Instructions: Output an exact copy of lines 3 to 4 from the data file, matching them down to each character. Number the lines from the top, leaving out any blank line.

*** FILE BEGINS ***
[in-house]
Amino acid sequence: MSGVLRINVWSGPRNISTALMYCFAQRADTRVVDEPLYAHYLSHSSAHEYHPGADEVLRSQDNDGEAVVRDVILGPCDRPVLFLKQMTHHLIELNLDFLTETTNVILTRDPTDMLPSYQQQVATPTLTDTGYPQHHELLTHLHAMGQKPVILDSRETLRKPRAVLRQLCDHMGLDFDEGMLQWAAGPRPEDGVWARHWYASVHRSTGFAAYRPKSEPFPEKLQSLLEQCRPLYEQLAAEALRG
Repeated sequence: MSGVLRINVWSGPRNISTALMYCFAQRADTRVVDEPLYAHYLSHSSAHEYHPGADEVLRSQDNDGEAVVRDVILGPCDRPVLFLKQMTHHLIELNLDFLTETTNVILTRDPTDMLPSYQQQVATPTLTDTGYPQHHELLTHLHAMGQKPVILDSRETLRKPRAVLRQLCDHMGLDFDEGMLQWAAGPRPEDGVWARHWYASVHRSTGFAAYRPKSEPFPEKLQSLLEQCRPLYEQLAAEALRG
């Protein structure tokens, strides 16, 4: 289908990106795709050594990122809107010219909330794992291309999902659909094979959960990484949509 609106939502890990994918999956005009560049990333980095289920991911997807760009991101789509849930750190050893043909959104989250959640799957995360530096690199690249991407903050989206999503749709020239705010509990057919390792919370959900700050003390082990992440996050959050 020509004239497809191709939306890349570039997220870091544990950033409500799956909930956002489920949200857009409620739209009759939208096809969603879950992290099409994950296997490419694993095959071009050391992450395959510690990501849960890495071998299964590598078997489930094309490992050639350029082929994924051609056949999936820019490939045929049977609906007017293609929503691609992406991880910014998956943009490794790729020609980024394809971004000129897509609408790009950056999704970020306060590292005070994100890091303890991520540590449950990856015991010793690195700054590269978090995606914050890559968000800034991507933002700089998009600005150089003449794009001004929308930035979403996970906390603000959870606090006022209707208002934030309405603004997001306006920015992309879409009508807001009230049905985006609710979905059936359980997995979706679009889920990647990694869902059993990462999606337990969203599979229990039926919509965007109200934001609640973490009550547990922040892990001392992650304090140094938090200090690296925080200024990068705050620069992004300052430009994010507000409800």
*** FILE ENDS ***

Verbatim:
Repeated sequence: MSGVLRINVWSGPRNISTALMYCFAQRADTRVVDEPLYAHYLSHSSAHEYHPGADEVLRSQDNDGEAVVRDVILGPCDRPVLFLKQMTHHLIELNLDFLTETTNVILTRDPTDMLPSYQQQVATPTLTDTGYPQHHELLTHLHAMGQKPVILDSRETLRKPRAVLRQLCDHMGLDFDEGMLQWAAGPRPEDGVWARHWYASVHRSTGFAAYRPKSEPFPEKLQSLLEQCRPLYEQLAAEALRG
């Protein structure tokens, strides 16, 4: 289908990106795709050594990122809107010219909330794992291309999902659909094979959960990484949509 609106939502890990994918999956005009560049990333980095289920991911997807760009991101789509849930750190050893043909959104989250959640799957995360530096690199690249991407903050989206999503749709020239705010509990057919390792919370959900700050003390082990992440996050959050 020509004239497809191709939306890349570039997220870091544990950033409500799956909930956002489920949200857009409620739209009759939208096809969603879950992290099409994950296997490419694993095959071009050391992450395959510690990501849960890495071998299964590598078997489930094309490992050639350029082929994924051609056949999936820019490939045929049977609906007017293609929503691609992406991880910014998956943009490794790729020609980024394809971004000129897509609408790009950056999704970020306060590292005070994100890091303890991520540590449950990856015991010793690195700054590269978090995606914050890559968000800034991507933002700089998009600005150089003449794009001004929308930035979403996970906390603000959870606090006022209707208002934030309405603004997001306006920015992309879409009508807001009230049905985006609710979905059936359980997995979706679009889920990647990694869902059993990462999606337990969203599979229990039926919509965007109200934001609640973490009550547990922040892990001392992650304090140094938090200090690296925080200024990068705050620069992004300052430009994010507000409800």